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AIDS Behav. 2019 Mar;23(3):649-660. doi: 10.1007/s10461-019-02415-w.

The Longitudinal Effects of Non-injection Substance Use on Sustained HIV Viral Load Undetectability Among MSM and Heterosexual Men in Brazil and Thailand: The Role of ART Adherence and Depressive Symptoms (HPTN 063).

Author information

1
Division of Infectious Diseases and Global Public Health, Department of Medicine, University of California, San Diego (UCSD), 9500 Gilman Drive, MC 0507, La Jolla, San Diego, CA, 92093-0507, USA. ktsuyuki@gmail.com.
2
David Geffen School of Medicine, Department of Family Medicine, University of California, Los Angeles (UCLA), Los Angeles, CA, USA.
3
Harvard T.H. Chan School of Public Health, Boston, MA, USA.
4
Statistical Center for HIV/AIDS Research and Prevention (SCHARP), Fred Hutchinson Cancer Research Center, Seattle, WA, USA.
5
University of Puerto Rico, Medical Sciences Campus, San Juan, Puerto Rico.
6
Instituto de Pesquisa Clinica Evandro Chagas, Rio de Janeiro, Brazil.
7
Faculty of Medicine, Chiang Mai University, Muang District, Chiang Mai, Thailand.
8
Research Institute for Health Sciences, Chiang Mai University, Muang District, Chiang Mai, Thailand.
9
Center for Health Equity Research, Brown University, Providence, RI, USA.
10
The Fenway Institute, Fenway Health, Boston, MA, USA.
11
Department of Psychology, University of Miami, Coral Gables, FL, USA.

Abstract

The effect of non-injection substance use on HIV viral load (VL) is understudied in international settings. Data are from HPTN063, a longitudinal observational study of HIV-infected individuals in Brazil, Thailand, and Zambia, with focus on men with VL data (Brazil = 146; Thailand = 159). Generalized linear mixed models (GLMM) assessed whether non-injection substance use (stimulants, cannabis, alcohol, polysubstance) was associated with VL undetectability. ART adherence and depressive symptoms were examined as mediators of the association. In Thailand, substance use was not significantly associated with VL undetectability or ART adherence, but alcohol misuse among MSM was associated with increased odds of depression (AOR = 2.75; 95% CI 1.20, 6.32, p = 0.02). In Brazil, alcohol misuse by MSM was associated with decreased odds of undetectable VL (AOR = 0.34; 95% CI 0.13, 0.92, p = 0.03). Polysubstance use by heterosexual men in Brazil was associated with decreased odds of ART adherence (AOR = 0.25; 95% CI 0.08, 0.78, p = 0.02). VL suppression appears attainable among non-injection substance users. Substance use interventions among HIV-positive men should address depression, adherence, and VL undetectability.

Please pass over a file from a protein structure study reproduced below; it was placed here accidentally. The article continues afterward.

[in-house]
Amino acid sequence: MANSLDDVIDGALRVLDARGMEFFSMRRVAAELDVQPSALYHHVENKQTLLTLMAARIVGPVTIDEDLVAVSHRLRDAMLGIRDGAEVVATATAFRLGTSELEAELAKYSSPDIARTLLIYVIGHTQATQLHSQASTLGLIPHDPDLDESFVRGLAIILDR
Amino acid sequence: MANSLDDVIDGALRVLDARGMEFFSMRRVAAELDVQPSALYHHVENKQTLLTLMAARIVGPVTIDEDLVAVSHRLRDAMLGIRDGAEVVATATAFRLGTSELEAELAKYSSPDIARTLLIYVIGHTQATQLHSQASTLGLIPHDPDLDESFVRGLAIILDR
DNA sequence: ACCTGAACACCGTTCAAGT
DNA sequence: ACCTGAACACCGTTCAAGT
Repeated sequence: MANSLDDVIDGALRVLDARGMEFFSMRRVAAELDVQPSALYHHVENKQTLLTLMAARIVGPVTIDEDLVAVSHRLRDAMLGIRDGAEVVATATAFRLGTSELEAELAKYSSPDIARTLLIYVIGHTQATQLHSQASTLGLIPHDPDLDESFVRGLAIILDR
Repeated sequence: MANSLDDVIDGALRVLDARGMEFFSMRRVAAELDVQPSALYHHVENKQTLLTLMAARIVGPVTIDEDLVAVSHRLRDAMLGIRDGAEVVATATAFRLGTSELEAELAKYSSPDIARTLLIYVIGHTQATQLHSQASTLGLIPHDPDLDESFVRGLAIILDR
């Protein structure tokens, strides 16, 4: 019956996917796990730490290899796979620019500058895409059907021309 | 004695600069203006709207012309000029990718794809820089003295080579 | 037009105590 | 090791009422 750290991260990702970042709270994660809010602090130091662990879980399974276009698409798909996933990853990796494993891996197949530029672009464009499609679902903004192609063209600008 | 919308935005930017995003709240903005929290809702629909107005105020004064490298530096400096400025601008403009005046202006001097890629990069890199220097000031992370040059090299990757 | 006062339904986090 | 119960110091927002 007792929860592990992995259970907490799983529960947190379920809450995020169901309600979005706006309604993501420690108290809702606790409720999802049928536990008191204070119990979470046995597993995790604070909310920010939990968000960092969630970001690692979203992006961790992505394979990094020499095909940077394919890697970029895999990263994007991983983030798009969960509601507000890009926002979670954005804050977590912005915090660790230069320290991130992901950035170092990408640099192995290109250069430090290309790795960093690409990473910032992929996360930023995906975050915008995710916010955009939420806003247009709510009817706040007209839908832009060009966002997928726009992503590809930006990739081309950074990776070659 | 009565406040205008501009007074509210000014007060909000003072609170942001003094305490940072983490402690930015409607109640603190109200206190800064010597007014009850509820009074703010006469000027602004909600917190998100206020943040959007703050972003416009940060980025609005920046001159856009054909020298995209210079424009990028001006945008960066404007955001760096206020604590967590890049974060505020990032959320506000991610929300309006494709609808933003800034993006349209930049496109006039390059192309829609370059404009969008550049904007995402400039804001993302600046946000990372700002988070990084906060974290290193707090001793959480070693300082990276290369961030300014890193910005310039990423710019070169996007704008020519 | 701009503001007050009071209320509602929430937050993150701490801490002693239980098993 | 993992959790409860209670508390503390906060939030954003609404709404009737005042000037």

KEYWORDS:

Adherence; Depression; HIV; Substance use; Undetectable viral load

PMID:
30725397
PMCID:
PMC6414080
[Available on 2020-03-01]
DOI:
10.1007/s10461-019-02415-w
[Indexed for MEDLINE]

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